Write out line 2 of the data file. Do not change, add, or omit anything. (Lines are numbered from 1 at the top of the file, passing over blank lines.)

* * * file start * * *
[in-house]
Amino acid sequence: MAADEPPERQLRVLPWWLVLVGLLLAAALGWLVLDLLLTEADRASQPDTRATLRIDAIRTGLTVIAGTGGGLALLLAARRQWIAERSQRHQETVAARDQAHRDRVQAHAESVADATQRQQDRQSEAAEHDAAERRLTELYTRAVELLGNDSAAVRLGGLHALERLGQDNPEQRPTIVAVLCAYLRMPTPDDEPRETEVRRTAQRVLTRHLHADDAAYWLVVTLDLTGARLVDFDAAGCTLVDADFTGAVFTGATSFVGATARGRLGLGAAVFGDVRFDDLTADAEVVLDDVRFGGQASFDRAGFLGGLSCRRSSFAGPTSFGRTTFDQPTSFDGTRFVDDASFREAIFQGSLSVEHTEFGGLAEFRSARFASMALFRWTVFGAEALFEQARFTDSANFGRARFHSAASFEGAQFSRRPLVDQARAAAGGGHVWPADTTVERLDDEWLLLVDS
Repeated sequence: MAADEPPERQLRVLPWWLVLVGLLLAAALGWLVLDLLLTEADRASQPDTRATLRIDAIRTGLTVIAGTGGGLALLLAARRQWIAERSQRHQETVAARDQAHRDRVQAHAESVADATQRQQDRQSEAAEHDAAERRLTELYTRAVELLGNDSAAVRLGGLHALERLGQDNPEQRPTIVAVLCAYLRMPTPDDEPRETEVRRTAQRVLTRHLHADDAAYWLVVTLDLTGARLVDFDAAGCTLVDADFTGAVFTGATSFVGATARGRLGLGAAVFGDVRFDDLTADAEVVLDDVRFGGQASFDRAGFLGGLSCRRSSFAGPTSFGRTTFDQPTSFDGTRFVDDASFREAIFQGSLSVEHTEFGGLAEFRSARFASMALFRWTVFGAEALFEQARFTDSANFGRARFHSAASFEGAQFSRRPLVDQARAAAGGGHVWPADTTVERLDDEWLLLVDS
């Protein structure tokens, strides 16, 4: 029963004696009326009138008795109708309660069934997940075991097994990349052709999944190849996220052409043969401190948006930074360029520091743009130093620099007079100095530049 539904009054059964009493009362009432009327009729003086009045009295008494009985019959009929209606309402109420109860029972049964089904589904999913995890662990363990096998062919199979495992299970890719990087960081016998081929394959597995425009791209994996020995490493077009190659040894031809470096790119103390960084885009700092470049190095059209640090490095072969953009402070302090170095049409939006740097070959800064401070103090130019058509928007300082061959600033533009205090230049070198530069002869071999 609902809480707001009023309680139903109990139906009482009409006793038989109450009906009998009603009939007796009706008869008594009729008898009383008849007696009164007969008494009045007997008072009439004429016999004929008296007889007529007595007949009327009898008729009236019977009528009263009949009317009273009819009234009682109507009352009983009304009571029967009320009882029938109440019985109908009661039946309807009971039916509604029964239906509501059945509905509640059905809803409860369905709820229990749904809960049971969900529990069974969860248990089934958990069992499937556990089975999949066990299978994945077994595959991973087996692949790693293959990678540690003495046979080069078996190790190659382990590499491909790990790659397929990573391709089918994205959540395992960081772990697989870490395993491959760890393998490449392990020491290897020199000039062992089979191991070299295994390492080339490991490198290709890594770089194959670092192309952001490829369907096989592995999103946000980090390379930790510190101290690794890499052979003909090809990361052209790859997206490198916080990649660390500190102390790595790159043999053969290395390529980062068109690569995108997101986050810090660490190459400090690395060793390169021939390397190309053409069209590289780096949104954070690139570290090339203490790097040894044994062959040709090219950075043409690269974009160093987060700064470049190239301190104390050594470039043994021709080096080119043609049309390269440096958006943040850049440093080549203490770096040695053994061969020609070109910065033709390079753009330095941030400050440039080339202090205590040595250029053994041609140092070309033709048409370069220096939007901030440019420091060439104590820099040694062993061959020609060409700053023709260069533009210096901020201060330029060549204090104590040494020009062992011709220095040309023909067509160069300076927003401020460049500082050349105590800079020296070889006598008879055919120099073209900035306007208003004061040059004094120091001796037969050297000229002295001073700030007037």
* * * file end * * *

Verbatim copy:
Amino acid sequence: MAADEPPERQLRVLPWWLVLVGLLLAAALGWLVLDLLLTEADRASQPDTRATLRIDAIRTGLTVIAGTGGGLALLLAARRQWIAERSQRHQETVAARDQAHRDRVQAHAESVADATQRQQDRQSEAAEHDAAERRLTELYTRAVELLGNDSAAVRLGGLHALERLGQDNPEQRPTIVAVLCAYLRMPTPDDEPRETEVRRTAQRVLTRHLHADDAAYWLVVTLDLTGARLVDFDAAGCTLVDADFTGAVFTGATSFVGATARGRLGLGAAVFGDVRFDDLTADAEVVLDDVRFGGQASFDRAGFLGGLSCRRSSFAGPTSFGRTTFDQPTSFDGTRFVDDASFREAIFQGSLSVEHTEFGGLAEFRSARFASMALFRWTVFGAEALFEQARFTDSANFGRARFHSAASFEGAQFSRRPLVDQARAAAGGGHVWPADTTVERLDDEWLLLVDS